Side effects of these drugs include stomach upset, visual changes, runny nose, flushing, and headache. The side effects of alprostadil injections and suppositories include prolonged erection, the formation of fibrous tissue at the injection site, and minor bleeding in the urethra.
You need to go to the doctor regularly determine the effective dose and its effects to you. You need to tell your doctor first before taking any supplements or herbal products. These substances may interfere with drugs used to treat erectile dysfunction.
Drugs for erectile dysfunction may not work or cause adverse effects if you are:
Taking nitrate drugs used for managing hypertension and angina. Examples include nitroglycerin (Nitrostat, Nitro-Dur, Minitran), isosorbide mononitrate(Monoket) and isosorbide dinitrate(Isordil, Dilatrate-SR).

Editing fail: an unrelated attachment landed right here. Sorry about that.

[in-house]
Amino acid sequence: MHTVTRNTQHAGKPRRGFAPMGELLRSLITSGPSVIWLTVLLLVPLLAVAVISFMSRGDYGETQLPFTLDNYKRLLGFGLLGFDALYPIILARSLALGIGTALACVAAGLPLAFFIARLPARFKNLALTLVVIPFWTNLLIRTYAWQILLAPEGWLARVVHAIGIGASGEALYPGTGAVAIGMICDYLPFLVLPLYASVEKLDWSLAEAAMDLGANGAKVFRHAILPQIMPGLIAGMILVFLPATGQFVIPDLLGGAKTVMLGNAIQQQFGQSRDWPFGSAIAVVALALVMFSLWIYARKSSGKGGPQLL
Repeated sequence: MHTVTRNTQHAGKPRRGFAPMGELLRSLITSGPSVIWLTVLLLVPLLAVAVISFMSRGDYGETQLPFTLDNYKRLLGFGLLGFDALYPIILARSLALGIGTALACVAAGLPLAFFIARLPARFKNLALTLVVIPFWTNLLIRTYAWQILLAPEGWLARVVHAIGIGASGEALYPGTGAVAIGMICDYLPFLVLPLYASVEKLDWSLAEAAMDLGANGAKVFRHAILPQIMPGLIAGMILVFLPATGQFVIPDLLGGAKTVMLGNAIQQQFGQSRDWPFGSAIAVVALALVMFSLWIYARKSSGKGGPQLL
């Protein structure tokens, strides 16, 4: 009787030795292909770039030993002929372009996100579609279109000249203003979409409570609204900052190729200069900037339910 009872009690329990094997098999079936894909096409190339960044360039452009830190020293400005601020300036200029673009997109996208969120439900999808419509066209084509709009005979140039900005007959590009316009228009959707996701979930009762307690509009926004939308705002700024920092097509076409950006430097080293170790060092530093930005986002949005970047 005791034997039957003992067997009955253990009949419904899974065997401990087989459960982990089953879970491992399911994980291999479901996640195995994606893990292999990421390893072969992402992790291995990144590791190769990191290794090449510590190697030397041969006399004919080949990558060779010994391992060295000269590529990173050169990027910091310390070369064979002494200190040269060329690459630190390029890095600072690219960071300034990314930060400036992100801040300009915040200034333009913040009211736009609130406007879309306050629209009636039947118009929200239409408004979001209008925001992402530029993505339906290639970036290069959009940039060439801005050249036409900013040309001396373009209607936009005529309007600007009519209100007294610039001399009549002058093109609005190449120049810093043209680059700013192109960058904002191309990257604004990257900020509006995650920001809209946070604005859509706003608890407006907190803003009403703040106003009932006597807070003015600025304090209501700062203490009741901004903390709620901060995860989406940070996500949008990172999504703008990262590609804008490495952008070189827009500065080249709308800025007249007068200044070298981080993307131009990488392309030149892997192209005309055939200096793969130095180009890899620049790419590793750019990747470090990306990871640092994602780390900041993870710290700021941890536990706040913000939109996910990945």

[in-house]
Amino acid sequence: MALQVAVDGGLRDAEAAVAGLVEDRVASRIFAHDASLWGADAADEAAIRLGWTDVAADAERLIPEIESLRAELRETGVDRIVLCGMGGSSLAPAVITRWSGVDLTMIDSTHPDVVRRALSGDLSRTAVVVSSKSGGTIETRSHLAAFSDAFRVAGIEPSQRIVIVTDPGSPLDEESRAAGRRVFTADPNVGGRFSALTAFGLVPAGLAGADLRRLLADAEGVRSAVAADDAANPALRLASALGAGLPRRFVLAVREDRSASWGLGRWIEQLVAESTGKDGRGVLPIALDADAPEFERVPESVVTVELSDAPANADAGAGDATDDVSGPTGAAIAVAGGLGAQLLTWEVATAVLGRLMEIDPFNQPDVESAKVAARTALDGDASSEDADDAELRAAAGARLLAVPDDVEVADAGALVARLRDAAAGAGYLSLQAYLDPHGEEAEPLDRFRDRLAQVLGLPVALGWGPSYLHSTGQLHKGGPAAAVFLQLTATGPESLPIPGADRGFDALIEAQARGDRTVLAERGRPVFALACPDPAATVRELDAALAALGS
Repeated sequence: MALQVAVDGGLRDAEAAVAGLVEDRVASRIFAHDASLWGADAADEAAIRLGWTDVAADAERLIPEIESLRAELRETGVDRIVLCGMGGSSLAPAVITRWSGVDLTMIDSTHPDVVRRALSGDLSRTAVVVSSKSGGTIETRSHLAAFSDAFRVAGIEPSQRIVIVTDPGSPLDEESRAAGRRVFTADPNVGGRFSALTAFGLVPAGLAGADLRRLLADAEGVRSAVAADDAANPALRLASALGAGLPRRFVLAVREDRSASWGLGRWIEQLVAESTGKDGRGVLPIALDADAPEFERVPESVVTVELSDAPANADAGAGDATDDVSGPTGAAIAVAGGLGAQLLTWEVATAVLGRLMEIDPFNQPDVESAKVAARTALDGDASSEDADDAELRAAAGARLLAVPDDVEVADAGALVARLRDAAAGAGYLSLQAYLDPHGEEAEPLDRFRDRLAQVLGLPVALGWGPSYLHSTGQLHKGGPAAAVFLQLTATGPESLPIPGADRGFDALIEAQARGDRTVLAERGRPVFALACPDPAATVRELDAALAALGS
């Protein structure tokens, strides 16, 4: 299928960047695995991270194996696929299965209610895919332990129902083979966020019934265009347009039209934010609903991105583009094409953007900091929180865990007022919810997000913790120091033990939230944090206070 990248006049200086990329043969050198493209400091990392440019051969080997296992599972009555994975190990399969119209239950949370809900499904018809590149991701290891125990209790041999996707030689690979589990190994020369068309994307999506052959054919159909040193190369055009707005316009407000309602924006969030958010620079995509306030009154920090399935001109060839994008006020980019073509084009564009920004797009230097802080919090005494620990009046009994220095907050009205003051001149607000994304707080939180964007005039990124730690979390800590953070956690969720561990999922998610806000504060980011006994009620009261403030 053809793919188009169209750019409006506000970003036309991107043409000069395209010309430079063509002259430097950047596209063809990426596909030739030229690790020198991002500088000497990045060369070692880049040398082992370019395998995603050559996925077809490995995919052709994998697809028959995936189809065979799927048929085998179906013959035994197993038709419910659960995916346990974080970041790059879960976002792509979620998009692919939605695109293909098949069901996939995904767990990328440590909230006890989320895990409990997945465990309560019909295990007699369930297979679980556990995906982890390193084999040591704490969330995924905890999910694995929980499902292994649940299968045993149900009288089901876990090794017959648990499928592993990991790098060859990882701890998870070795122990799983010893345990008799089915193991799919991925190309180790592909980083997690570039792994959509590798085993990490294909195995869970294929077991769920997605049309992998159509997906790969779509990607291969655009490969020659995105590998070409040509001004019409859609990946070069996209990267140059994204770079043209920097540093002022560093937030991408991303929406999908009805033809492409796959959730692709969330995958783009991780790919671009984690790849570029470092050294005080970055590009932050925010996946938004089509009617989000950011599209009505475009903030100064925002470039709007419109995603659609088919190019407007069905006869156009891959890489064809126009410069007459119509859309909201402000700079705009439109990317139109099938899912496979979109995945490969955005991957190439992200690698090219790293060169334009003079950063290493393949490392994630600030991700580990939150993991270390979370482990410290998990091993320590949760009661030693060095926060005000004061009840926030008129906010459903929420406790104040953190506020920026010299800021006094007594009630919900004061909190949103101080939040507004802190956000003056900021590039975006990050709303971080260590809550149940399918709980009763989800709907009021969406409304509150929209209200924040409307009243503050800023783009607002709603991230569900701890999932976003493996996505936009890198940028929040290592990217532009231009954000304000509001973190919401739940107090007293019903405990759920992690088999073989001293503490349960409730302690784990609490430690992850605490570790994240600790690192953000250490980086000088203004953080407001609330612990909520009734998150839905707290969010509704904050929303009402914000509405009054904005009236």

Have severe low blood pressure (hypotension) or uncontrolled hypertension.
Have severe liver or kidney disease
Penis pumps, implants and surgery
In case of medications don’t work to improve erections, the doctor may recommend the following devices and procedures:
Penis pumps – these devices work by placing your penis under vacuum to pull up blood and produce an erection. A flexible ring is then placed to keep the penis firm for sex. You might feel some restriction during ejaculation, and the penis might be cold to touch and have some bruises. Penis pumps prescribed by your doctor are very different from ones advertised in magazines and sex ads, which are not rated for safety or effectiveness.
Penile implants – this involves implanting semi-rigid rods to both sides of your penis, making them firm but still bendable. Penile implants help you have better control on your erection. This treatment is only a choice to those who failed on other methods. Penile implants are inserted using surgery, which has its own risks like bleeding or infection.